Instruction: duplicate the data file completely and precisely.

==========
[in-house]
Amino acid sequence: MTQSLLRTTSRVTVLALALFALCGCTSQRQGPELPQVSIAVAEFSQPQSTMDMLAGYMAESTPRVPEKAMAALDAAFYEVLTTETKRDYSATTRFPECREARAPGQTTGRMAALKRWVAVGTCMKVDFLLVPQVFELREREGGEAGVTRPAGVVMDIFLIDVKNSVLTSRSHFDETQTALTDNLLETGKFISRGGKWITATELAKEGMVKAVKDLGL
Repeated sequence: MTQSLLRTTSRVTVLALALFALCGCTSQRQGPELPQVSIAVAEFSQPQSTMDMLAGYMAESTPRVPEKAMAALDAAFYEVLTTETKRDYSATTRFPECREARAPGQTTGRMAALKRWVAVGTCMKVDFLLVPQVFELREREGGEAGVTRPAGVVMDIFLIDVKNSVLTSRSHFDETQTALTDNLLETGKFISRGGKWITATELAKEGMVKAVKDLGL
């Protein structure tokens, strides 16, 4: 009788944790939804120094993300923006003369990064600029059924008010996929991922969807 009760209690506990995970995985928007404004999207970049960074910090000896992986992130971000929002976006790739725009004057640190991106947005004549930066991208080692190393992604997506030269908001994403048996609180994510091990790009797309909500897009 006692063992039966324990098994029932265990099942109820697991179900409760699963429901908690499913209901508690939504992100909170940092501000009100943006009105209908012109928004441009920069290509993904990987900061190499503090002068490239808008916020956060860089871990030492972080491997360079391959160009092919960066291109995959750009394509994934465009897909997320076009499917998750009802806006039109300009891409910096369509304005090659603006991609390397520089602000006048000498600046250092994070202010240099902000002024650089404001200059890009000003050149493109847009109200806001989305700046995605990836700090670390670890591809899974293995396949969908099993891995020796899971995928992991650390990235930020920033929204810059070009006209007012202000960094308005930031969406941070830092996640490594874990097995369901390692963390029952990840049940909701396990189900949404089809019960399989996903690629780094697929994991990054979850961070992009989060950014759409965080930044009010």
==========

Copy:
[in-house]
Amino acid sequence: MTQSLLRTTSRVTVLALALFALCGCTSQRQGPELPQVSIAVAEFSQPQSTMDMLAGYMAESTPRVPEKAMAALDAAFYEVLTTETKRDYSATTRFPECREARAPGQTTGRMAALKRWVAVGTCMKVDFLLVPQVFELREREGGEAGVTRPAGVVMDIFLIDVKNSVLTSRSHFDETQTALTDNLLETGKFISRGGKWITATELAKEGMVKAVKDLGL
Repeated sequence: MTQSLLRTTSRVTVLALALFALCGCTSQRQGPELPQVSIAVAEFSQPQSTMDMLAGYMAESTPRVPEKAMAALDAAFYEVLTTETKRDYSATTRFPECREARAPGQTTGRMAALKRWVAVGTCMKVDFLLVPQVFELREREGGEAGVTRPAGVVMDIFLIDVKNSVLTSRSHFDETQTALTDNLLETGKFISRGGKWITATELAKEGMVKAVKDLGL
């Protein structure tokens, strides 16, 4: 009788944790939804120094993300923006003369990064600029059924008010996929991922969807 009760209690506990995970995985928007404004999207970049960074910090000896992986992130971000929002976006790739725009004057640190991106947005004549930066991208080692190393992604997506030269908001994403048996609180994510091990790009797309909500897009 006692063992039966324990098994029932265990099942109820697991179900409760699963429901908690499913209901508690939504992100909170940092501000009100943006009105209908012109928004441009920069290509993904990987900061190499503090002068490239808008916020956060860089871990030492972080491997360079391959160009092919960066291109995959750009394509994934465009897909997320076009499917998750009802806006039109300009891409910096369509304005090659603006991609390397520089602000006048000498600046250092994070202010240099902000002024650089404001200059890009000003050149493109847009109200806001989305700046995605990836700090670390670890591809899974293995396949969908099993891995020796899971995928992991650390990235930020920033929204810059070009006209007012202000960094308005930031969406941070830092996640490594874990097995369901390692963390029952990840049940909701396990189900949404089809019960399989996903690629780094697929994991990054979850961070992009989060950014759409965080930044009010």